The power of community to help achieve an academic goal


Dr Suliasi Vunibola at his graduation in November.

Dr Suliasi Vunibola at his graduation in November.


Massey University PhD graduate Dr Suliasi Vunibola’s journey to completing his doctorate took him from being a teacher in Fiji to a post-doctoral fellow at Massey Business School, and he credits God, the support of family and friends for helping him get there. 

His PhD thesis E da dravudravua e na dela ni noda vutuni-i-yau’ - Customary land and economic development: Case studies from Fiji interrogated the assertion that within the Pacific islands, culture and customary measures are mostly viewed as impediments to positive economic development.

His research sought to switch-over these claims with a purpose to determine how indigenous Fijian communities have been able to establish models of economic undertaking which allow successful business development while retaining control over their customary land and supporting community practices and values. 

Dr Vunibola, Nubunilagi, Vitina/Nawi, Naduru-Dogotu’i/Qaraimasi, Namuka - Macuata/Vuniivi Levu, Nau’u, Vaturova - Fiji, used a novel combination of culturally aligned research frameworks like the Vanua Research Framework for his overaching methodology.

His study found that customary tenure and cultural values can support socially embedded economic development activities in the Pacific. It also reinstates the inherent value of customary land as an intergenerational resource aiding self-determined and inclusive development, including economic activities that provide holistic returns to communities as in socio-cultural contributions and community development initiatives.

Dr Vunibola’s path to a PhD brought him from Fiji to New Zealand. “While attending high school at home in Fiji, some students from my school were applying to study in New Zealand. A few years later, some of my lecturers at the University of the South Pacific had studied in New Zealand, and I pondered if I could do that too.

“I was a teacher and taught for 12 years and decided to proceed with my educational development overseas. I brought my family and settled in Palmerston North in 2016 to do a Postgraduate Diploma in International Development at Massey,” he says.

He arrived in New Zealand with a six-month family visa. “I managed to pay half of my international student tuition fees, and alternated between studying and working at five other jobs to support my family– my wife and two young daughters, Eliezer and Ana, and to pay my fees for the second semester, which were very expensive. Professor Nick Rahiri Roskruge, close friend and a mentor also helped me get through all these challenges to finish my Postgraduate Diploma in International Development.”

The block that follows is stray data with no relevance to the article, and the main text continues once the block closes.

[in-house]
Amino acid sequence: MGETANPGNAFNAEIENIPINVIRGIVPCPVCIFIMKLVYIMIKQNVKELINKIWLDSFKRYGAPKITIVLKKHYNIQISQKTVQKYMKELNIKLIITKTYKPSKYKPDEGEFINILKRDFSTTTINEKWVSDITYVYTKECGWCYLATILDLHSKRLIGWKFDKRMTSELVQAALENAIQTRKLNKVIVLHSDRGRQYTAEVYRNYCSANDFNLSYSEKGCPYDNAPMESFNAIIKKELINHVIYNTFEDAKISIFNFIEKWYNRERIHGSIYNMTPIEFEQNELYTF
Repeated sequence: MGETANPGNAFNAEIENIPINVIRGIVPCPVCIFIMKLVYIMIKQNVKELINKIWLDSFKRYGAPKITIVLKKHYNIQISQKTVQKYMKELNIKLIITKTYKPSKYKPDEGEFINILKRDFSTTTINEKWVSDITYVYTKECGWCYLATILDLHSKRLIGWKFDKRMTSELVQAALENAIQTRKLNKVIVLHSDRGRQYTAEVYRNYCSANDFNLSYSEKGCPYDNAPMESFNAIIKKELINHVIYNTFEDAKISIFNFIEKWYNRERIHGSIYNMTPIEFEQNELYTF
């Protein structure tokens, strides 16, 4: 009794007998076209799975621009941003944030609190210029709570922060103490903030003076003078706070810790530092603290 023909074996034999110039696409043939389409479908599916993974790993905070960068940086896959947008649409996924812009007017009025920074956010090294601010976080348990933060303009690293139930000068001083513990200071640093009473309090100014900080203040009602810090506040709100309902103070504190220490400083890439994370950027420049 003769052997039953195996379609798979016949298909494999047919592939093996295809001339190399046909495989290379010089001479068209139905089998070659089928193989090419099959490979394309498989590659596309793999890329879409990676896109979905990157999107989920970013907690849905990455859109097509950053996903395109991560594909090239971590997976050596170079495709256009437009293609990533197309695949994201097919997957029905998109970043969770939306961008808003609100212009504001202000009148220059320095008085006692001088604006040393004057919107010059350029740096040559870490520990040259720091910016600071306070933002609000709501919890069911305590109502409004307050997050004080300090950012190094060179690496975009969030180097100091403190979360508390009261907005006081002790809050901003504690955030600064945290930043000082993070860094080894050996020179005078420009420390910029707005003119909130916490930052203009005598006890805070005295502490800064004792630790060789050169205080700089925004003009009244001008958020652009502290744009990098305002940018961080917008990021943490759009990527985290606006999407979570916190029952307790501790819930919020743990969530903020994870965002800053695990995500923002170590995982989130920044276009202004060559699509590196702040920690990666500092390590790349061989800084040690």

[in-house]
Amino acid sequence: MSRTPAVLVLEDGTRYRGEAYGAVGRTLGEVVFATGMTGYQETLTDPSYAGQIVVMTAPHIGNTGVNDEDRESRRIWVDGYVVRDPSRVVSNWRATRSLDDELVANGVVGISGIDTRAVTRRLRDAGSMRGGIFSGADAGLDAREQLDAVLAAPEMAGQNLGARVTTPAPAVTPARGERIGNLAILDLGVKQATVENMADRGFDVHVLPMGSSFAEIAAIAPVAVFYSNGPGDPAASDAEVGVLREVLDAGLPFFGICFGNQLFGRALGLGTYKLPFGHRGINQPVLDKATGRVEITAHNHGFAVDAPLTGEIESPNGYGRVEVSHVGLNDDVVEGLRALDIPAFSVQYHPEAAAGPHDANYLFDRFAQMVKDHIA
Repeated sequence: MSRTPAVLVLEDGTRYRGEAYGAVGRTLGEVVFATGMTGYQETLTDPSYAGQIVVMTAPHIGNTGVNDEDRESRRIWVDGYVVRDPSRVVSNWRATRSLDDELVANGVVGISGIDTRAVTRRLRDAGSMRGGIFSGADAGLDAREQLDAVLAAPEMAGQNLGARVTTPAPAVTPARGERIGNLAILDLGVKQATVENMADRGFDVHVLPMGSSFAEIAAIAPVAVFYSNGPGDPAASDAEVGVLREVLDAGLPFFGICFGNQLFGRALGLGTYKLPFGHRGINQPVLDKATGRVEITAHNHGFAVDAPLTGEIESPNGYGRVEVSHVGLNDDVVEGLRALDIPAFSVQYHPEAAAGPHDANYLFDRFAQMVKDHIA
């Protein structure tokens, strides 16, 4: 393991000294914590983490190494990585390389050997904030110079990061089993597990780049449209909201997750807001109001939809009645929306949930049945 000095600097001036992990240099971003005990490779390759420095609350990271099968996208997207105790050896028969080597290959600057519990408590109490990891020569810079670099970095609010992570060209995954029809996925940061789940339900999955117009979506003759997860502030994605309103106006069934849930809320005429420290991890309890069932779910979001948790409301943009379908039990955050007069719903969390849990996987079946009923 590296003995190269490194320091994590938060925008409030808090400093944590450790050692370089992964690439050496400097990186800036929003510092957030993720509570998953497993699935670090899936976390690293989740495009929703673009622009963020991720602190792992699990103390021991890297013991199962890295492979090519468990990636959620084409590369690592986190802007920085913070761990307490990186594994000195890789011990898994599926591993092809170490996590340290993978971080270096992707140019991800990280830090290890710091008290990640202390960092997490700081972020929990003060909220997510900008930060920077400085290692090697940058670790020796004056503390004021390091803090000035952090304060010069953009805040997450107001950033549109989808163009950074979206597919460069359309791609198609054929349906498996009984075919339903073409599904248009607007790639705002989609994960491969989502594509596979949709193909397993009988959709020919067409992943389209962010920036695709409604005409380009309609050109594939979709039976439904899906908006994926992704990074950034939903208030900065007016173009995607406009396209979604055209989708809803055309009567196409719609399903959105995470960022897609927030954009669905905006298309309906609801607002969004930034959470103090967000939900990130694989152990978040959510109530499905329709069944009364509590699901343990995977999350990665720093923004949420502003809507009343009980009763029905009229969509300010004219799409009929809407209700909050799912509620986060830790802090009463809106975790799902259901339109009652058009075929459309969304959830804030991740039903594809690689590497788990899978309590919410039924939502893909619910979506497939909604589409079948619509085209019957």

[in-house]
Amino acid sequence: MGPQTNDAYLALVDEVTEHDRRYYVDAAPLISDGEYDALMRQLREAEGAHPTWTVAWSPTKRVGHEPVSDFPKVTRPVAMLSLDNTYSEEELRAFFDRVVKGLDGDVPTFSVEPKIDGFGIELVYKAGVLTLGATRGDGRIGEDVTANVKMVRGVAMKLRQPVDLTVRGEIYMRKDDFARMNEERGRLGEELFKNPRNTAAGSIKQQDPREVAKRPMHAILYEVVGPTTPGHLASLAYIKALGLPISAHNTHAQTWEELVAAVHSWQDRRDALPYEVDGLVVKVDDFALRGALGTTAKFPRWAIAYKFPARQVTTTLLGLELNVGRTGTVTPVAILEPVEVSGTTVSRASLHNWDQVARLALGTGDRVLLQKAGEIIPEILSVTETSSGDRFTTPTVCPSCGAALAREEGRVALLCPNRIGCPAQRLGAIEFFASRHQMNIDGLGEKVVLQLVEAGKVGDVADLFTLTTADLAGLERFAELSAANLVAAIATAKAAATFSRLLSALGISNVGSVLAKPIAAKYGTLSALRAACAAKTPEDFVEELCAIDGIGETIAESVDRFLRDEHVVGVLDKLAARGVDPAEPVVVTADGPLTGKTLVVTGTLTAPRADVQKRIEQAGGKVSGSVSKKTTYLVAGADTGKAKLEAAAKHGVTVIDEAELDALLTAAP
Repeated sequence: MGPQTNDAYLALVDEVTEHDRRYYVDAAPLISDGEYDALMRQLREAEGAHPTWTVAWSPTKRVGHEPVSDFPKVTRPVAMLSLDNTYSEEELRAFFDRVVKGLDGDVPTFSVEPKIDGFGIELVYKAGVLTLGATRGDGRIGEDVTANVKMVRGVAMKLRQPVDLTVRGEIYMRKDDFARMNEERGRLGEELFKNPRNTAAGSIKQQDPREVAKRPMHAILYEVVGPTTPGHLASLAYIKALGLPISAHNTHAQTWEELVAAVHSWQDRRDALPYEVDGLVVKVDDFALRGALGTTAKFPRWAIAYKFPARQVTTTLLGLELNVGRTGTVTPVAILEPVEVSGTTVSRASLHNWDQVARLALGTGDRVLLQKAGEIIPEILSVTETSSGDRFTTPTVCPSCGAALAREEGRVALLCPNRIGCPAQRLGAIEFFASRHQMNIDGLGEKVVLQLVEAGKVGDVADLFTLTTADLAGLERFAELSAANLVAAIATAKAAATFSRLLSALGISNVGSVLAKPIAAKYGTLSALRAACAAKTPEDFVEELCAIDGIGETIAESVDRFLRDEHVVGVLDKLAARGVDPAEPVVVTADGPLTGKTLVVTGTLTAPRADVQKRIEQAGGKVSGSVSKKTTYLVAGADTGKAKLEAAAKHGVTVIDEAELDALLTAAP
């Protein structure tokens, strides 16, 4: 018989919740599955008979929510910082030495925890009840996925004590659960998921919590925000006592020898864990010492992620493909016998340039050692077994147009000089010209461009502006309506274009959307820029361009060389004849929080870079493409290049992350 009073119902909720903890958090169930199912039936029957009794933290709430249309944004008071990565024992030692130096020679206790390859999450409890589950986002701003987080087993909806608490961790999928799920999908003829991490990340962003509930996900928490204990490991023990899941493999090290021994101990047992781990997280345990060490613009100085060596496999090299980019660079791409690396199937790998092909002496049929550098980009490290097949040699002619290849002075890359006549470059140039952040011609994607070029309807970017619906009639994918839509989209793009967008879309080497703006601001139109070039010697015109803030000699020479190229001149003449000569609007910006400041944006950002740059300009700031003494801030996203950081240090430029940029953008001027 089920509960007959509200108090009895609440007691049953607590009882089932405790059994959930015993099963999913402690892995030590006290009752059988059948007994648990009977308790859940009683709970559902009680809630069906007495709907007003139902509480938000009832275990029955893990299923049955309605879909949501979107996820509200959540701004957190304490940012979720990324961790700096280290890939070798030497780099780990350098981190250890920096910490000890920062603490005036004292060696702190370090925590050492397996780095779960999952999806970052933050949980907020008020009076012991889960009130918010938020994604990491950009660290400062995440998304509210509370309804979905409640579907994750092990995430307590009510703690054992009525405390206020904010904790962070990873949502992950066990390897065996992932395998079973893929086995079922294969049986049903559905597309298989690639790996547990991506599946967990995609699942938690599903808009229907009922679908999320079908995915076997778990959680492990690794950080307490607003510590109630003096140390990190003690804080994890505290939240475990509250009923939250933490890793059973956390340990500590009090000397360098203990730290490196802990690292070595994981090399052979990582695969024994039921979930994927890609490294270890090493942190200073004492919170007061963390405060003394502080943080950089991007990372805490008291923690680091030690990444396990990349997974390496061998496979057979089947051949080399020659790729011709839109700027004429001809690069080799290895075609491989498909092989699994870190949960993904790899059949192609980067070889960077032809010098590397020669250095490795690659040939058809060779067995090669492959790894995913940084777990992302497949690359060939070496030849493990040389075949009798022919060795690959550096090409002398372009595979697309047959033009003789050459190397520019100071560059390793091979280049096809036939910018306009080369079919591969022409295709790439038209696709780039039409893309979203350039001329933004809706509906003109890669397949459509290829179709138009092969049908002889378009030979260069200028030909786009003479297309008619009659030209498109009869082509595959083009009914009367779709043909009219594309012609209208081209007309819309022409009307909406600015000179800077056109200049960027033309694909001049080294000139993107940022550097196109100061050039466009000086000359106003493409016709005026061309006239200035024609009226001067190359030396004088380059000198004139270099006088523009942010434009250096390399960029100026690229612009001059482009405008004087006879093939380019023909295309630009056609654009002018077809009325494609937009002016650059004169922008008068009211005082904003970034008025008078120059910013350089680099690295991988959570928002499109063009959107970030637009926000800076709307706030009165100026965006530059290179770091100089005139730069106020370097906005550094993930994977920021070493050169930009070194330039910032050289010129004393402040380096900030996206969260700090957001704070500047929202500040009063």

In 2017, Dr Vunibola received a scholarship through the Royal Society of New Zealand Marsden Fund, via the “Land has Eyes and Teeth” project at Massey’s Institute of Development Studies led by Professor Regina Scheyvens, Professor Glenn Banks and Dr. Litea Meo-Sewabu. The group projects involved collective efforts in research, writing retreats, monthly catch-up meetings, conferences and symposiums, reading and discussion groups and publications, attending and contributing to postgraduate block courses as a guest lecturer, peer mentoring sessions, the multiple attendances to grasp endnote referencing, and other Ph.D. academic workshops.

He says it had it challenges. “With my family, we are away from our whānau in Fiji, and that is tough when we usually depend on our families to help us with our children, primarily when the needs arise in attending classes and work,” he says. The Samoan early childhood learning centre Malamalama Moni Aoga Amata EFKS in Palmerston North helped look after the children at their pre-school and after-hours activities.

“Maintaining a balance between studies and family was also challenging especially when I needed to travel to conferences, writing retreats, and undertake field research in Fiji for three months. My family friends helped to look after my children in my absence when my wife needed to work. I thanked the Lord Yeshua Hamashiach - Jesus the Messiah without whom I won’t be here today. I also thanked my family for allowing us to go through these challenges together to get through the PhD within the three year of the project – now it’s done.

“The reading, writing, discussions, collaborations, publication, guest lectures, conferences, symposiums, meetings, and thesis compilation are all part of the process. At times, it can be a bit overwhelming, and the need to manage and juggle between running projects simultaneously. The “rest” in between is key to recuperate and to maintain work momentum. The Weslyan Stream Gathering Fijian Church also assisted our transition and vision.”

He says he is enjoying his current role as a Post Doctorate Fellow with Te Au Rangahau (Māori Business Research Centre) at Massey Business School.  “I undertake and contribute to research for assigned projects in regards to indigenous entrepreneurship focusing on Māori and the Pacific.”

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